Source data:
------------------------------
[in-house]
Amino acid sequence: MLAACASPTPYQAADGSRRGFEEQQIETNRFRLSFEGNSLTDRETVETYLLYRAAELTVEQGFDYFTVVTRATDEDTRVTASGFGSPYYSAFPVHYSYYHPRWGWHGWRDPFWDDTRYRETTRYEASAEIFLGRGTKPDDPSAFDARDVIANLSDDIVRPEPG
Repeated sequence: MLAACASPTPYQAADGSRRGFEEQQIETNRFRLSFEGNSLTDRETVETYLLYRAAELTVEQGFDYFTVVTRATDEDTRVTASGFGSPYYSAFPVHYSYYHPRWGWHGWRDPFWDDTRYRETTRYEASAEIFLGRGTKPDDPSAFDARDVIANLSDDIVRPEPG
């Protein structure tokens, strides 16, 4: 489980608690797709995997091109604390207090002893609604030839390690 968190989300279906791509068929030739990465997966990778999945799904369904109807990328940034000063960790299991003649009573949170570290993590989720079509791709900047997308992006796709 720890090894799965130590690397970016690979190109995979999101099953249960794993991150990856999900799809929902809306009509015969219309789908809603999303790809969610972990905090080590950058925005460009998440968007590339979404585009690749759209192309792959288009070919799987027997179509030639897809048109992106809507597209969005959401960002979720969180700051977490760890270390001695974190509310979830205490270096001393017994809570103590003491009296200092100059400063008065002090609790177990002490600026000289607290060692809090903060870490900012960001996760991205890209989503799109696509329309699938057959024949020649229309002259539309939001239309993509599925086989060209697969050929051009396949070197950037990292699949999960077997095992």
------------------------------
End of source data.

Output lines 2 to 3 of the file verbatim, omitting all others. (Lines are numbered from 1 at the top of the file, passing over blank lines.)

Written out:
Amino acid sequence: MLAACASPTPYQAADGSRRGFEEQQIETNRFRLSFEGNSLTDRETVETYLLYRAAELTVEQGFDYFTVVTRATDEDTRVTASGFGSPYYSAFPVHYSYYHPRWGWHGWRDPFWDDTRYRETTRYEASAEIFLGRGTKPDDPSAFDARDVIANLSDDIVRPEPG
Repeated sequence: MLAACASPTPYQAADGSRRGFEEQQIETNRFRLSFEGNSLTDRETVETYLLYRAAELTVEQGFDYFTVVTRATDEDTRVTASGFGSPYYSAFPVHYSYYHPRWGWHGWRDPFWDDTRYRETTRYEASAEIFLGRGTKPDDPSAFDARDVIANLSDDIVRPEPG